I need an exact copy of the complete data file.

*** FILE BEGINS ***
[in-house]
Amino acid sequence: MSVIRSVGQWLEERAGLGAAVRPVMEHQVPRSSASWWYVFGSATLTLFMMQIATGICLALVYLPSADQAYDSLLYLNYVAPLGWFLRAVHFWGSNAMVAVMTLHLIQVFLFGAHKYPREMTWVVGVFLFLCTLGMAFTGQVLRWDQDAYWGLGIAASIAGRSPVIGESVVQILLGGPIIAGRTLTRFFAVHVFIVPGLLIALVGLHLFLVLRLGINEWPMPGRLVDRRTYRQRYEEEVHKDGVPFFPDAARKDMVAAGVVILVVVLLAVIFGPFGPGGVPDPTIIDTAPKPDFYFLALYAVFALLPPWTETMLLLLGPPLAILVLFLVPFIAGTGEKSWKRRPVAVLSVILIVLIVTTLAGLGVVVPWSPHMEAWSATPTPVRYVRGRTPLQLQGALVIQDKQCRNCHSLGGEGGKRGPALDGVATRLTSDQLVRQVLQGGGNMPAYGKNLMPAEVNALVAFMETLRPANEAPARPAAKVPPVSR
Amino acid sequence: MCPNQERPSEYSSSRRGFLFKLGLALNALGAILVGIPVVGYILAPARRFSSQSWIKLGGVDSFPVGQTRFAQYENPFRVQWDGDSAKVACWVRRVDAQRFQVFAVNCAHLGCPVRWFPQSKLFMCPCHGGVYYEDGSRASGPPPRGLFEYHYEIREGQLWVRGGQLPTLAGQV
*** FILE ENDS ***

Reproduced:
[in-house]
Amino acid sequence: MSVIRSVGQWLEERAGLGAAVRPVMEHQVPRSSASWWYVFGSATLTLFMMQIATGICLALVYLPSADQAYDSLLYLNYVAPLGWFLRAVHFWGSNAMVAVMTLHLIQVFLFGAHKYPREMTWVVGVFLFLCTLGMAFTGQVLRWDQDAYWGLGIAASIAGRSPVIGESVVQILLGGPIIAGRTLTRFFAVHVFIVPGLLIALVGLHLFLVLRLGINEWPMPGRLVDRRTYRQRYEEEVHKDGVPFFPDAARKDMVAAGVVILVVVLLAVIFGPFGPGGVPDPTIIDTAPKPDFYFLALYAVFALLPPWTETMLLLLGPPLAILVLFLVPFIAGTGEKSWKRRPVAVLSVILIVLIVTTLAGLGVVVPWSPHMEAWSATPTPVRYVRGRTPLQLQGALVIQDKQCRNCHSLGGEGGKRGPALDGVATRLTSDQLVRQVLQGGGNMPAYGKNLMPAEVNALVAFMETLRPANEAPARPAAKVPPVSR
Amino acid sequence: MCPNQERPSEYSSSRRGFLFKLGLALNALGAILVGIPVVGYILAPARRFSSQSWIKLGGVDSFPVGQTRFAQYENPFRVQWDGDSAKVACWVRRVDAQRFQVFAVNCAHLGCPVRWFPQSKLFMCPCHGGVYYEDGSRASGPPPRGLFEYHYEIREGQLWVRGGQLPTLAGQV